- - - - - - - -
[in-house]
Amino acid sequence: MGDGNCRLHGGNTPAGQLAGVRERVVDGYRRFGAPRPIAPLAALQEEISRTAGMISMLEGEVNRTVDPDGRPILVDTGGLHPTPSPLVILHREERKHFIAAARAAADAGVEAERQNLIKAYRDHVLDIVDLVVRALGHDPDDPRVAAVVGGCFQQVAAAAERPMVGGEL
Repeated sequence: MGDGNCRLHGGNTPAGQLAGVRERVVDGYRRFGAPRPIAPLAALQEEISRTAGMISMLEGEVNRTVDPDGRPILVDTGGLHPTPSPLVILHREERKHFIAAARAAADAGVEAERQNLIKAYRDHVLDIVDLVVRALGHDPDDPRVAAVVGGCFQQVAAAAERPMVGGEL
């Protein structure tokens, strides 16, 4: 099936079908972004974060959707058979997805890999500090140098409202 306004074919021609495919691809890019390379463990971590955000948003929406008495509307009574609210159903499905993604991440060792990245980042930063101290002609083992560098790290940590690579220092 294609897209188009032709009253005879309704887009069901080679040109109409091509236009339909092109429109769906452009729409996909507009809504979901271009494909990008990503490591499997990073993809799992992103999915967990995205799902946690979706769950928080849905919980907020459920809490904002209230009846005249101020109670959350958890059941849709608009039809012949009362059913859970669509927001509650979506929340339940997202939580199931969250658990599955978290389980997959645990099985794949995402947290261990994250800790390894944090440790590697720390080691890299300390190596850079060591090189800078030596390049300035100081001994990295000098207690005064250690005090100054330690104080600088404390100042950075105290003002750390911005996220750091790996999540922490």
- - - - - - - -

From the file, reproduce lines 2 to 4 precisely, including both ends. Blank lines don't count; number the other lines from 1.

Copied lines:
Amino acid sequence: MGDGNCRLHGGNTPAGQLAGVRERVVDGYRRFGAPRPIAPLAALQEEISRTAGMISMLEGEVNRTVDPDGRPILVDTGGLHPTPSPLVILHREERKHFIAAARAAADAGVEAERQNLIKAYRDHVLDIVDLVVRALGHDPDDPRVAAVVGGCFQQVAAAAERPMVGGEL
Repeated sequence: MGDGNCRLHGGNTPAGQLAGVRERVVDGYRRFGAPRPIAPLAALQEEISRTAGMISMLEGEVNRTVDPDGRPILVDTGGLHPTPSPLVILHREERKHFIAAARAAADAGVEAERQNLIKAYRDHVLDIVDLVVRALGHDPDDPRVAAVVGGCFQQVAAAAERPMVGGEL
């Protein structure tokens, strides 16, 4: 099936079908972004974060959707058979997805890999500090140098409202 306004074919021609495919691809890019390379463990971590955000948003929406008495509307009574609210159903499905993604991440060792990245980042930063101290002609083992560098790290940590690579220092 294609897209188009032709009253005879309704887009069901080679040109109409091509236009339909092109429109769906452009729409996909507009809504979901271009494909990008990503490591499997990073993809799992992103999915967990995205799902946690979706769950928080849905919980907020459920809490904002209230009846005249101020109670959350958890059941849709608009039809012949009362059913859970669509927001509650979506929340339940997202939580199931969250658990599955978290389980997959645990099985794949995402947290261990994250800790390894944090440790590697720390080691890299300390190596850079060591090189800078030596390049300035100081001994990295000098207690005064250690005090100054330690104080600088404390100042950075105290003002750390911005996220750091790996999540922490």